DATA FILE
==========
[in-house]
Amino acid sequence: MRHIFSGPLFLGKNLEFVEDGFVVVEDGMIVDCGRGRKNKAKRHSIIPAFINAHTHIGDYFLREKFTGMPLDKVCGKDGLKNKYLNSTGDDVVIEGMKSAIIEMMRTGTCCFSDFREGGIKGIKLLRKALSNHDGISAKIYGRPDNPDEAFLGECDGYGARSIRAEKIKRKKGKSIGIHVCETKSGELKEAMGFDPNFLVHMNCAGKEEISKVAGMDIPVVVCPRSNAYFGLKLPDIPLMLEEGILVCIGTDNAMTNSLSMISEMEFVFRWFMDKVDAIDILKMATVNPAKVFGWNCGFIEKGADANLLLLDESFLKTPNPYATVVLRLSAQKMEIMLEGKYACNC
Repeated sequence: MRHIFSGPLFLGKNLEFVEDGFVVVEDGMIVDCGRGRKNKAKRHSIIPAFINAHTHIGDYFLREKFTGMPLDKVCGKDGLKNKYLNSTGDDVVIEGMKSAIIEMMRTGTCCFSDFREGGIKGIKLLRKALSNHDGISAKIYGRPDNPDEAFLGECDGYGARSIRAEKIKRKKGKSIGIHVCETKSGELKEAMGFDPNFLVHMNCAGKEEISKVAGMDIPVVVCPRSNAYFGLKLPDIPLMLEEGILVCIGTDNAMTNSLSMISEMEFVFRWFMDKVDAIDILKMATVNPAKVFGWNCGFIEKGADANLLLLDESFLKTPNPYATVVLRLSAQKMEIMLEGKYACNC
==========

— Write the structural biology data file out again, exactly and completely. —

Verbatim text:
[in-house]
Amino acid sequence: MRHIFSGPLFLGKNLEFVEDGFVVVEDGMIVDCGRGRKNKAKRHSIIPAFINAHTHIGDYFLREKFTGMPLDKVCGKDGLKNKYLNSTGDDVVIEGMKSAIIEMMRTGTCCFSDFREGGIKGIKLLRKALSNHDGISAKIYGRPDNPDEAFLGECDGYGARSIRAEKIKRKKGKSIGIHVCETKSGELKEAMGFDPNFLVHMNCAGKEEISKVAGMDIPVVVCPRSNAYFGLKLPDIPLMLEEGILVCIGTDNAMTNSLSMISEMEFVFRWFMDKVDAIDILKMATVNPAKVFGWNCGFIEKGADANLLLLDESFLKTPNPYATVVLRLSAQKMEIMLEGKYACNC
Repeated sequence: MRHIFSGPLFLGKNLEFVEDGFVVVEDGMIVDCGRGRKNKAKRHSIIPAFINAHTHIGDYFLREKFTGMPLDKVCGKDGLKNKYLNSTGDDVVIEGMKSAIIEMMRTGTCCFSDFREGGIKGIKLLRKALSNHDGISAKIYGRPDNPDEAFLGECDGYGARSIRAEKIKRKKGKSIGIHVCETKSGELKEAMGFDPNFLVHMNCAGKEEISKVAGMDIPVVVCPRSNAYFGLKLPDIPLMLEEGILVCIGTDNAMTNSLSMISEMEFVFRWFMDKVDAIDILKMATVNPAKVFGWNCGFIEKGADANLLLLDESFLKTPNPYATVVLRLSAQKMEIMLEGKYACNC